Turkey’s GDP Relapse for First Time After 7 Years

By Arthur Greene December 12, 2016
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Turkey’s third-quarter GDP has shrunk 1.8 per cent — its first year on year decline since 2009 — confirming a deterioration in the country’s consumption-driven economy as its currency falls, inflation remains stubbornly high and citizens pull back on spending.

Gross domestic product in July through September shrunk by 1.8% annually, sinking deeper into negative territory than a 0.4% drop forecast by economists survey and reversing Turkey’s resilient growth record since its latest decline in the third quarter of 2009.

Household consumption was down 3.2 percent. And though overall imports rose, the export value of goods and services also declined. The Turkish lira has been notably impacted this year, losing about 20 percent of its value compared with the dollar. Since the economy is heavily dependent on imports, this will make materials and goods from abroad more expensive.

The Turkish lira has lost nearly a fifth of its value against the dollar this year, as the country has struggled with rising security threats. Suicide bombings by Kurdish insurgents and Islamic State, as well as a months long diplomatic rift with Russia, destroyed tourism revenue -- a key economic driver.

“Our economy grew by 2.2 percent in the first nine months of the year. A visible slow-down in global trade, a decline capital flow into emerging markets and the ongoing geopolitical tensions had an impact on our growth in the third quarter,” Deputy Prime Minister Mehmet Şimşek said Dec. 12 in a written statement.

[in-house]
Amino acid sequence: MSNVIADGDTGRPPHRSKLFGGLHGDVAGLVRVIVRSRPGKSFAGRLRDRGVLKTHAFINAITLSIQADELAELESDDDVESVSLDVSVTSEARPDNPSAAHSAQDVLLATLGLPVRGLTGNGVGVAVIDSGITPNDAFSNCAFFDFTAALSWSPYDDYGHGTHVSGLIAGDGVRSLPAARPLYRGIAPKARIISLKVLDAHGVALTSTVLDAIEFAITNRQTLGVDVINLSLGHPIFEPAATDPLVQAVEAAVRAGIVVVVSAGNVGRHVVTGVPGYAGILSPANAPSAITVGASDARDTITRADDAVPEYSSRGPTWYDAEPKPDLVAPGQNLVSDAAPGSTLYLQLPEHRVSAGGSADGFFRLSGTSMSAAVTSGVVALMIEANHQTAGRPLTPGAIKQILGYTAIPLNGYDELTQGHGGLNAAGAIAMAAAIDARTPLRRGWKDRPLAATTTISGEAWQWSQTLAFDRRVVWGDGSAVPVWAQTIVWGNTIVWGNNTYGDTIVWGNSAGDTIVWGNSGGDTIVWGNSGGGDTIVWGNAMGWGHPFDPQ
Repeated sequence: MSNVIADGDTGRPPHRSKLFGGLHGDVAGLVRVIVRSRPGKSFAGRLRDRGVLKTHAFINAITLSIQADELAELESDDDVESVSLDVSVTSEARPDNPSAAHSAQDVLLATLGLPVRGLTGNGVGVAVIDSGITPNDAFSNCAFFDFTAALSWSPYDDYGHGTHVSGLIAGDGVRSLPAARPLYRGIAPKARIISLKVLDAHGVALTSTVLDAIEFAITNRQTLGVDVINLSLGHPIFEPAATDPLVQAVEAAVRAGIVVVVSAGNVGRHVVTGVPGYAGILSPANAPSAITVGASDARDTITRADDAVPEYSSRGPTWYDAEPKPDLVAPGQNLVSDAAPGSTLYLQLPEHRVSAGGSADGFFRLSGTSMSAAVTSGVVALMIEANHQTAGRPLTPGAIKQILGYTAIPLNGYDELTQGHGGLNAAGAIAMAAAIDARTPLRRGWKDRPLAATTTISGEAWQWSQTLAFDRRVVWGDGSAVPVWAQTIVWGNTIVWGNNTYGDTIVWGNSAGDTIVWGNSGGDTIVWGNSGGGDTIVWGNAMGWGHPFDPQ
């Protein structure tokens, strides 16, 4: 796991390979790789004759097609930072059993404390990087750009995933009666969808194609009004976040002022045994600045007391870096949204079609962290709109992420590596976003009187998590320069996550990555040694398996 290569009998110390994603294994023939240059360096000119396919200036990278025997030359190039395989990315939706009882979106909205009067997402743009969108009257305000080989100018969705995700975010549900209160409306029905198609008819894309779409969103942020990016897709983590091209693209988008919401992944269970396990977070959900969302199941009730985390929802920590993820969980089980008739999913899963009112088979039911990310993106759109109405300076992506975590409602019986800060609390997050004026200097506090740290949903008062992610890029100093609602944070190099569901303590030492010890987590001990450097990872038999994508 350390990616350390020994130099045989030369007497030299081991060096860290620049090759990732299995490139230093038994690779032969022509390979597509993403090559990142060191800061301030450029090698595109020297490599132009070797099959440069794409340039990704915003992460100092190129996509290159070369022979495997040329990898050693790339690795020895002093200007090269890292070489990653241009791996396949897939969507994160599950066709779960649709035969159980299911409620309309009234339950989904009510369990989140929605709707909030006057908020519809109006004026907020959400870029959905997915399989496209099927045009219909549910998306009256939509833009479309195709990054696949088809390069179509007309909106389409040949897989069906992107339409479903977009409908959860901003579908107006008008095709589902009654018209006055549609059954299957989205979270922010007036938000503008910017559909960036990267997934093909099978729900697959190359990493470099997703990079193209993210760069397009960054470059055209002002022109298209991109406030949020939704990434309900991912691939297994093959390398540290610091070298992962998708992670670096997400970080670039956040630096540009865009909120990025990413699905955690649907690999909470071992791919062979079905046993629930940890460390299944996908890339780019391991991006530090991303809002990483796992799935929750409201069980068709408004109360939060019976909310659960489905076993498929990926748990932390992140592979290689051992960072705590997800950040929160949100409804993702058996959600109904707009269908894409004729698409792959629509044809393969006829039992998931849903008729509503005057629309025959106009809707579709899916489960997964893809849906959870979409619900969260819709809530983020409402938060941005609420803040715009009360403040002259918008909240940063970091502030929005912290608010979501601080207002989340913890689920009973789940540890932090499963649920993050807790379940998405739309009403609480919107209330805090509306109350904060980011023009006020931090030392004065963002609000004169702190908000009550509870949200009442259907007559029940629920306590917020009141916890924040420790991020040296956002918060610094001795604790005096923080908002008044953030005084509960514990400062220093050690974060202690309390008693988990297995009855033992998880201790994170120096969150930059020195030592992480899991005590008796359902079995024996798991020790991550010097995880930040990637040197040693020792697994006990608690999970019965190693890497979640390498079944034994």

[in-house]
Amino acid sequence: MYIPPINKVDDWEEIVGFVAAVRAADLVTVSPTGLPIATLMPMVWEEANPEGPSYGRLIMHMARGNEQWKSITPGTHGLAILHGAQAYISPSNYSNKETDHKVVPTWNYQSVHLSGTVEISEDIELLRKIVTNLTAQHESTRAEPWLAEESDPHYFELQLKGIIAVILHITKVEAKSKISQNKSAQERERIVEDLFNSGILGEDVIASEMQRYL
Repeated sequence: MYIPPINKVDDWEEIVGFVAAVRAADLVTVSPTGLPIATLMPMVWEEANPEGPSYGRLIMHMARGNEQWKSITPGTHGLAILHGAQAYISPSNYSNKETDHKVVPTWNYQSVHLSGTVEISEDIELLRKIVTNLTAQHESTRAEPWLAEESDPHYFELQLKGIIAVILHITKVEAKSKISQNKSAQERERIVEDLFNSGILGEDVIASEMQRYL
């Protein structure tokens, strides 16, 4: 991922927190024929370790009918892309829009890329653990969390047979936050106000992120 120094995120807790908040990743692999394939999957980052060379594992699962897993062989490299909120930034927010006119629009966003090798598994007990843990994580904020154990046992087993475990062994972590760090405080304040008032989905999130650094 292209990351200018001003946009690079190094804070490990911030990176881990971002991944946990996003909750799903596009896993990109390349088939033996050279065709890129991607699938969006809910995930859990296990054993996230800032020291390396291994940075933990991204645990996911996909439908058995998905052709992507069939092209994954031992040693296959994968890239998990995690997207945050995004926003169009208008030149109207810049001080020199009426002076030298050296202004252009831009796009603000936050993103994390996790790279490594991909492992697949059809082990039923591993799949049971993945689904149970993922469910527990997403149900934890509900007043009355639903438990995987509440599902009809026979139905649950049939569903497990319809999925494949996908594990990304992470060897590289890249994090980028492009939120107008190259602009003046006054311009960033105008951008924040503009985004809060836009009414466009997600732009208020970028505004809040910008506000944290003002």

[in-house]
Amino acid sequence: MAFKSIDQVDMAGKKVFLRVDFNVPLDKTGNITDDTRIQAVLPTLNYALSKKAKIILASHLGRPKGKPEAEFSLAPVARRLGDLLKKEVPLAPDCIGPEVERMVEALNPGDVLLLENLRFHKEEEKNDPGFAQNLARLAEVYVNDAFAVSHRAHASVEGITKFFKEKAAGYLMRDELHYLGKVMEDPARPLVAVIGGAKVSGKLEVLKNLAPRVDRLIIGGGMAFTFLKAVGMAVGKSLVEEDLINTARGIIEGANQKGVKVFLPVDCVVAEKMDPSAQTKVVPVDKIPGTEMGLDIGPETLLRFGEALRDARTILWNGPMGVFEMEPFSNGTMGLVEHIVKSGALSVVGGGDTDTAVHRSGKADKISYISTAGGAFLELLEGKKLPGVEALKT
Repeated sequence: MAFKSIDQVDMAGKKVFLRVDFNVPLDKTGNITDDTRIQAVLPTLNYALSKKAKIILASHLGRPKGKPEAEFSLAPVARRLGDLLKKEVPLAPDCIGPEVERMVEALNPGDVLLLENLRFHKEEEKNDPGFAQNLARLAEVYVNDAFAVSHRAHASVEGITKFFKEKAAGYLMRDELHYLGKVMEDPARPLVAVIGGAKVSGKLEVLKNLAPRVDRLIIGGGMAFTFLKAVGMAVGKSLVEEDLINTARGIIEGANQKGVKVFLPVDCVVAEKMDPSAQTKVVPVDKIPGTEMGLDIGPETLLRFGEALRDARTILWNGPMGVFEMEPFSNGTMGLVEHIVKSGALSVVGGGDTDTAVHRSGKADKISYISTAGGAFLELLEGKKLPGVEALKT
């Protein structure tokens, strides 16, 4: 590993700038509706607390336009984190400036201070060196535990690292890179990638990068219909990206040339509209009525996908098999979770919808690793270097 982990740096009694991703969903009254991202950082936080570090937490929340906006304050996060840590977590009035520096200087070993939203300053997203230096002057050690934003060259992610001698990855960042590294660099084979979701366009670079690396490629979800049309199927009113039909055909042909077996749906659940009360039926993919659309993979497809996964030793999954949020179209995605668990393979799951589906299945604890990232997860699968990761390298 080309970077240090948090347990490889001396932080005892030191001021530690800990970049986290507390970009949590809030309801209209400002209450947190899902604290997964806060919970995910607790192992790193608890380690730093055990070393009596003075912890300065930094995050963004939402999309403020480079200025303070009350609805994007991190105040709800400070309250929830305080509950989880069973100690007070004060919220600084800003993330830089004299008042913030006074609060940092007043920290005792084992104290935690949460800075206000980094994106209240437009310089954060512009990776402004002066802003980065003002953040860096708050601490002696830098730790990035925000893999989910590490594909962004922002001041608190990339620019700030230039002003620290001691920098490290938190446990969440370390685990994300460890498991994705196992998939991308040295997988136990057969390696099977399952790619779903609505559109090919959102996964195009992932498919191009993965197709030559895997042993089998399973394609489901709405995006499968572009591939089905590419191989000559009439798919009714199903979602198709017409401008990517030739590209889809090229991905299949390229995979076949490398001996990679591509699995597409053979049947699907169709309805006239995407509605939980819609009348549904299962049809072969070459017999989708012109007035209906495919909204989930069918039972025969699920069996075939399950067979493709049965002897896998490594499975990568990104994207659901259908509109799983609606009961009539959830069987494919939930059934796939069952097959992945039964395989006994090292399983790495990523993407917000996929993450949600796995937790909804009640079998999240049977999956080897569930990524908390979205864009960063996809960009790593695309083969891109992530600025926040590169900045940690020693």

He also noted that the July 15 coup attempt and several terror attacks put the economy under pressure.

“We have taken the required measures to make this contraction short-lived and we will continue to take such steps,” Şimşek said, adding that reforms would continue to be considered.

In November, the central bank raised its interest rates for the first time in almost three years.

The latest GDP figures will also increase pressure on the central bank to cut rates, a regular demand by President Recep Tayyip Erdogan.

This month, Mr. Erdogan called on Turks to convert their foreign-currency savings in Turkish lira or gold to support the local currency as a patriotic duty. The poor economic performance may hit support for Mr Erdogan’s constitutional referendum — he has, until recently, delivered consistent growth, accompanied by wage increases and massive infrastructural improvements during his 14 years in power.

Prime Minister Binali Yildirim last week announced measures such as extending some $70 billion in credit lines to small and midsize businesses, tax cuts and state subsidies to help stimulate job growth and boost economic activity.

Yet most analysts cautioned that the government measures appear to be short-term remedies. And with looming Fed action roiling global financial markets, most economists see more headwinds.
By Arthur Greene December 12, 2016

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